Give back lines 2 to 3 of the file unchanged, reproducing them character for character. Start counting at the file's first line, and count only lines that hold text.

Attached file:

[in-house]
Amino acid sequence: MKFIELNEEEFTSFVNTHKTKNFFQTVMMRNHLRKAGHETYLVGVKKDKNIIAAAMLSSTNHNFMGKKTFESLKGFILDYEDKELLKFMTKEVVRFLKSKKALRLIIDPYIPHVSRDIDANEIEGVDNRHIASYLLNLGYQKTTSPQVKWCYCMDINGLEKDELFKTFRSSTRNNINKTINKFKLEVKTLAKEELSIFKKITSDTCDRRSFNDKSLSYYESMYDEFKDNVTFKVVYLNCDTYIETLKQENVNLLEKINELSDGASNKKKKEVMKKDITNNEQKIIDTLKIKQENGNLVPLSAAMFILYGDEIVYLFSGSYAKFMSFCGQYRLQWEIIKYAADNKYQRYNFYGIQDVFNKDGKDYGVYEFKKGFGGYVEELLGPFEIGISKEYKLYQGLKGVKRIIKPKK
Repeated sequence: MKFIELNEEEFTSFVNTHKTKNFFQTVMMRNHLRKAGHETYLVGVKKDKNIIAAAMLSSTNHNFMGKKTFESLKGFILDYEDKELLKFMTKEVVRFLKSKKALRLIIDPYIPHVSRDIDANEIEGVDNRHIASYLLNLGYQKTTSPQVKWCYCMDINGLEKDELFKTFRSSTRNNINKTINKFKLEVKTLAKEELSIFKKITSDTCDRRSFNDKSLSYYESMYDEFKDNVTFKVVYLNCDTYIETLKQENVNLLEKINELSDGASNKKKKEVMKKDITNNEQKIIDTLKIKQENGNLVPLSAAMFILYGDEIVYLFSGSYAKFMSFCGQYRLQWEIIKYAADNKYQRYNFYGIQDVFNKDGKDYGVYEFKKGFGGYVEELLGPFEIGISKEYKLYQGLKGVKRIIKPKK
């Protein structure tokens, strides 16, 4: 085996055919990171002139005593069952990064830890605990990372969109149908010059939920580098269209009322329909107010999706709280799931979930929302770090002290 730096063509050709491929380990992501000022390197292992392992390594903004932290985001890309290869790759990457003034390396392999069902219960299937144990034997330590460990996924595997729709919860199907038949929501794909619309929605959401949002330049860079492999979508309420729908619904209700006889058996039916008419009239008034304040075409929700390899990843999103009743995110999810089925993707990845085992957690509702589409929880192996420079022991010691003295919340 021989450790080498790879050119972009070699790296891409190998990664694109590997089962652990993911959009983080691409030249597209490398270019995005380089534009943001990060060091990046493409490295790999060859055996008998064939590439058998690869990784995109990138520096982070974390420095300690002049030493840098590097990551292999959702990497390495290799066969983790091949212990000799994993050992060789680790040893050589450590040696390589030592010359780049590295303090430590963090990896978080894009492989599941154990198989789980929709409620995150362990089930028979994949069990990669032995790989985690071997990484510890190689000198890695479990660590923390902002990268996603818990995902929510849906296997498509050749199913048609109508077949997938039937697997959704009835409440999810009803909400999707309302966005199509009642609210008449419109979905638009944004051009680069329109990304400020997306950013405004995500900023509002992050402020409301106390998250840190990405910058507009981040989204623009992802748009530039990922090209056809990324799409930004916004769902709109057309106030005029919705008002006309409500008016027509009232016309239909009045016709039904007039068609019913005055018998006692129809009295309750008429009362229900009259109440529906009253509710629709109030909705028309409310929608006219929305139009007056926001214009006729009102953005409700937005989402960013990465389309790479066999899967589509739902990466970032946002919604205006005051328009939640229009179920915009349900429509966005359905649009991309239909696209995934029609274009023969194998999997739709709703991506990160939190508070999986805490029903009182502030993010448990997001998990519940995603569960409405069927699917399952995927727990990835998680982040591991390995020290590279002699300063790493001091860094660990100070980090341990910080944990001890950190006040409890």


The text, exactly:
Amino acid sequence: MKFIELNEEEFTSFVNTHKTKNFFQTVMMRNHLRKAGHETYLVGVKKDKNIIAAAMLSSTNHNFMGKKTFESLKGFILDYEDKELLKFMTKEVVRFLKSKKALRLIIDPYIPHVSRDIDANEIEGVDNRHIASYLLNLGYQKTTSPQVKWCYCMDINGLEKDELFKTFRSSTRNNINKTINKFKLEVKTLAKEELSIFKKITSDTCDRRSFNDKSLSYYESMYDEFKDNVTFKVVYLNCDTYIETLKQENVNLLEKINELSDGASNKKKKEVMKKDITNNEQKIIDTLKIKQENGNLVPLSAAMFILYGDEIVYLFSGSYAKFMSFCGQYRLQWEIIKYAADNKYQRYNFYGIQDVFNKDGKDYGVYEFKKGFGGYVEELLGPFEIGISKEYKLYQGLKGVKRIIKPKK
Repeated sequence: MKFIELNEEEFTSFVNTHKTKNFFQTVMMRNHLRKAGHETYLVGVKKDKNIIAAAMLSSTNHNFMGKKTFESLKGFILDYEDKELLKFMTKEVVRFLKSKKALRLIIDPYIPHVSRDIDANEIEGVDNRHIASYLLNLGYQKTTSPQVKWCYCMDINGLEKDELFKTFRSSTRNNINKTINKFKLEVKTLAKEELSIFKKITSDTCDRRSFNDKSLSYYESMYDEFKDNVTFKVVYLNCDTYIETLKQENVNLLEKINELSDGASNKKKKEVMKKDITNNEQKIIDTLKIKQENGNLVPLSAAMFILYGDEIVYLFSGSYAKFMSFCGQYRLQWEIIKYAADNKYQRYNFYGIQDVFNKDGKDYGVYEFKKGFGGYVEELLGPFEIGISKEYKLYQGLKGVKRIIKPKK